Do This, Not That

Common mistakes to avoid when planning for retirement.

Photo courtesy of Miye Wire

Members of the Miye Wire team in Reston are (left to right): Katelyn Murray, Miye Wire, Maynur Karluk.

Time flies when you’re busy working, so retirement could sneak up on you before you know it. You don’t want to be caught unprepared, so take a step back and consider whether you’re in danger of making one of these common retirement planning mistakes.

Not preparing emotionally.

“It’s the biggest mistake,” says Steve Cassaday, CEO of Cassaday & Company, Inc. in McLean. “Work defines some people, so there needs to be a plan for maximizing what you do that brings you joy.”

Not properly diversifying.

Supplementing your accounts with more than just income is a must. “What they need is cash flow,” says Cassaday, “which is generated by harvesting a portion of the total return of the portfolio through a rebalancing process. We believe nontraditional, more risky allocations that do not rely totally on income … are the optimum way to generate retirement cash flow.”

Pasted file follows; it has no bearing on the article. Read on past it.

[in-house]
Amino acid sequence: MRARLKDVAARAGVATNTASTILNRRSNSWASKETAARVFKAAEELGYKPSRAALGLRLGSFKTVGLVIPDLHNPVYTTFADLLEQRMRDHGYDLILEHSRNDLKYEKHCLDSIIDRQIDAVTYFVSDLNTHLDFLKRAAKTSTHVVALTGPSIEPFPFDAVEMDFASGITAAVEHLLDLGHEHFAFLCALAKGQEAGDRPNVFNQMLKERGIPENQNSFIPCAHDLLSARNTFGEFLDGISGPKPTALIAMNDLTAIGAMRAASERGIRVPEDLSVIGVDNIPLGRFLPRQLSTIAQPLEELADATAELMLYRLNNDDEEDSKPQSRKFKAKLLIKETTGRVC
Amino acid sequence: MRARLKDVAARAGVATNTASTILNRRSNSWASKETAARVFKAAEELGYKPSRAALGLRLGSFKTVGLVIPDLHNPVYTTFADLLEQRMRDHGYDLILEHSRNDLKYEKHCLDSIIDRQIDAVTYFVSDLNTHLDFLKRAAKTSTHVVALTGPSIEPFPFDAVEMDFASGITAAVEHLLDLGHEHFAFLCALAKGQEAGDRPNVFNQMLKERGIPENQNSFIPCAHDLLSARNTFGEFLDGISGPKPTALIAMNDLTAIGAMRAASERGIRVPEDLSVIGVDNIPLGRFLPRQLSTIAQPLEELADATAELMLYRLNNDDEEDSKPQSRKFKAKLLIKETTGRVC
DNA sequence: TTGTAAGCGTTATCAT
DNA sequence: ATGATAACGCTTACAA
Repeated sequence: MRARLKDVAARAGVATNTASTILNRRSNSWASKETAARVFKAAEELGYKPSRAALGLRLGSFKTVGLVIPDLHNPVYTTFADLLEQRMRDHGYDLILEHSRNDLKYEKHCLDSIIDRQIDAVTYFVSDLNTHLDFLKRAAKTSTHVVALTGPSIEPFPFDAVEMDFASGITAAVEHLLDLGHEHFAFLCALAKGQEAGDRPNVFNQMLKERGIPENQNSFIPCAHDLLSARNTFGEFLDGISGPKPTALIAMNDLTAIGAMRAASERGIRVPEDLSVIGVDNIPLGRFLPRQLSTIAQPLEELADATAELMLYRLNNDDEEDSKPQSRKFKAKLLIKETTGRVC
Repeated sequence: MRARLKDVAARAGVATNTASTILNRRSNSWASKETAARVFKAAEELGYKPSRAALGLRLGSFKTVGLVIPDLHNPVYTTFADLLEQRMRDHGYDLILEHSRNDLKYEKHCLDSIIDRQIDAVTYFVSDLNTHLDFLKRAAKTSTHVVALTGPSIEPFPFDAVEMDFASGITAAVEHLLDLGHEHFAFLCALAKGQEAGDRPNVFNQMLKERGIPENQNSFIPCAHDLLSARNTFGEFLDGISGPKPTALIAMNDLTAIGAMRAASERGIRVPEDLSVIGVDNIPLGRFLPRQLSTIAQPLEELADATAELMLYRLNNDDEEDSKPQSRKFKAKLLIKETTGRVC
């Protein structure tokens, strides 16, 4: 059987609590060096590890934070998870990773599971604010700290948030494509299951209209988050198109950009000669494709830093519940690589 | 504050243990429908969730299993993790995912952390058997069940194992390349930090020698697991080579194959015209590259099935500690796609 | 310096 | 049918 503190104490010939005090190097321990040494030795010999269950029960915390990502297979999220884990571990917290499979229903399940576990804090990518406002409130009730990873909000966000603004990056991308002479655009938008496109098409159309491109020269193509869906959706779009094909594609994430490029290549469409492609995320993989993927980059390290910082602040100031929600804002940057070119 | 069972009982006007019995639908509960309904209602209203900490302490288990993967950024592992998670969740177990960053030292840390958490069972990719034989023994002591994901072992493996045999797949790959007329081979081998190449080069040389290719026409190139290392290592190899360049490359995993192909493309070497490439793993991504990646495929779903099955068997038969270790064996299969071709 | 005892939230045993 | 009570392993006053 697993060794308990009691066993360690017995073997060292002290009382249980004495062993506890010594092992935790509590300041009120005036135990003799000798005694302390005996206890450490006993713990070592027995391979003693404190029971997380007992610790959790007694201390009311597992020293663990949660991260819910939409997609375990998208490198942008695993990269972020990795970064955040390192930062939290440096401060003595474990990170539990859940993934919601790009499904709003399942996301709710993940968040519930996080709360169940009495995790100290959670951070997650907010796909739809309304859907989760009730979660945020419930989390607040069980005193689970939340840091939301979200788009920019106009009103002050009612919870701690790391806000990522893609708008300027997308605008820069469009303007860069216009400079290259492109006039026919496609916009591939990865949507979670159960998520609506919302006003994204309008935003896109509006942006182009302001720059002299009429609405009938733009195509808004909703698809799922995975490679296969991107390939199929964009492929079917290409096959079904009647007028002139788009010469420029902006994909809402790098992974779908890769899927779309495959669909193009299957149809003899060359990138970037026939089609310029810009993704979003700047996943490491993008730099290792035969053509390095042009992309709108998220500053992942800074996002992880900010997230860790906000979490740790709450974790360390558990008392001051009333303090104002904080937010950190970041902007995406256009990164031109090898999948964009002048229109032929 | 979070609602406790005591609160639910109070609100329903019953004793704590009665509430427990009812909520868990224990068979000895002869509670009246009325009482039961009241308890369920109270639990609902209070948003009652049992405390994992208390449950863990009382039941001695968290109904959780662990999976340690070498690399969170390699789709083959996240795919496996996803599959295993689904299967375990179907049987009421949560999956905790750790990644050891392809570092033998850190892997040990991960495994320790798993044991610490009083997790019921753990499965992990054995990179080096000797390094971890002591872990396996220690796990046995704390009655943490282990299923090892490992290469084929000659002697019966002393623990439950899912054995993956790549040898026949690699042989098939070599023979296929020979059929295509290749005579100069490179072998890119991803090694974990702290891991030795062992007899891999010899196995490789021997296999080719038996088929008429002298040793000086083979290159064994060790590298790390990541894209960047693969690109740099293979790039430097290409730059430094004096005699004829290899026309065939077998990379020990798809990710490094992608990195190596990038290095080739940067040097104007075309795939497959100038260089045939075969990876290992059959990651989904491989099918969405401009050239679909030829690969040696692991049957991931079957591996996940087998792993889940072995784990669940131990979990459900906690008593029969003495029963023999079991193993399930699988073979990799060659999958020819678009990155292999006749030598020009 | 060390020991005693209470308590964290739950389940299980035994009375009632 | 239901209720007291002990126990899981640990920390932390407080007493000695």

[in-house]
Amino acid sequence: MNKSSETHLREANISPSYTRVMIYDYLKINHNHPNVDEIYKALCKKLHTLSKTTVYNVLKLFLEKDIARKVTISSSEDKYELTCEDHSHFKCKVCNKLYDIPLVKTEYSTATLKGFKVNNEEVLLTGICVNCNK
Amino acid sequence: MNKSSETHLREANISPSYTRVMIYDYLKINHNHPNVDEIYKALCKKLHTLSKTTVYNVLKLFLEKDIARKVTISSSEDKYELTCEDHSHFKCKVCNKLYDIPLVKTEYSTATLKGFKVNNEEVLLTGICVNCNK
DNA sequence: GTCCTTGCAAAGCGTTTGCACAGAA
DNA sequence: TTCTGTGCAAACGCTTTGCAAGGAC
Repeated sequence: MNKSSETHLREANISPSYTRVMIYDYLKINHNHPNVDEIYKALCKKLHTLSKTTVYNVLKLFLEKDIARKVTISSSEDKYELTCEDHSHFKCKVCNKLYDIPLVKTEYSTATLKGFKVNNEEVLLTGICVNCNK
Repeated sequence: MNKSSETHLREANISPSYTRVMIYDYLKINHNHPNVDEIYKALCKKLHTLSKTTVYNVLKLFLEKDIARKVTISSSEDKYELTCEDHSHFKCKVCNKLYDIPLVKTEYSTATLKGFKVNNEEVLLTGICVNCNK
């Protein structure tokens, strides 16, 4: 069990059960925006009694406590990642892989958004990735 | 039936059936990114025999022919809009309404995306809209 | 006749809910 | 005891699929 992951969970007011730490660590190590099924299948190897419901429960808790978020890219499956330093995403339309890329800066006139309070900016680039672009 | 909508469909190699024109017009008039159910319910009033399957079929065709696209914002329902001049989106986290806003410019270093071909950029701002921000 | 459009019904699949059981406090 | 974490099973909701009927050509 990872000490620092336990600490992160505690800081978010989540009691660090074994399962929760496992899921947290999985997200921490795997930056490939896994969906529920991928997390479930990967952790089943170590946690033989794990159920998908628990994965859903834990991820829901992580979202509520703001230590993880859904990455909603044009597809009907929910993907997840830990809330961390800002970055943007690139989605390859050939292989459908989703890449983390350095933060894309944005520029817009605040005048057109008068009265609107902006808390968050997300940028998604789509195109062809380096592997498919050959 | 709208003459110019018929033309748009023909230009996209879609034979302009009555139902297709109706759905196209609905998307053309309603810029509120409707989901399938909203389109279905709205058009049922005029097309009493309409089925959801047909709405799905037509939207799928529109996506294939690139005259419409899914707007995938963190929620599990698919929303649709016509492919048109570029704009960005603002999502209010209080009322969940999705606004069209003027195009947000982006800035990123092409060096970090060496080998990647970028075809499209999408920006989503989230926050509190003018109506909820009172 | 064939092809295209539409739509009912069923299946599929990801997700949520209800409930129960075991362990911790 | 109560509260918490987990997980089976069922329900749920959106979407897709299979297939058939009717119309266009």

Not taking full advantage of employer-provided benefits.

“If you have a 401(k) at work, make sure you’re always contributing at least the minimum to be eligible for a company match, which is free money. Over time those company matches add up to substantial savings,” says Ric Edelman, founder of Edelman Financial Engines. 

Starting too late.

If you haven’t begun saving, start today. On the other hand, says Katelyn Murray at MiyeWire in Reston, don’t “be too aggressive with your portfolio right before retirement.”

Not having a comprehensive, long-term plan.

“Spend some time visualizing what retirement will actually look like for you,” says Murray. “Having a clearer picture of your retirement will help motivate you to save more and direct your money towards the things that really matter.”,,

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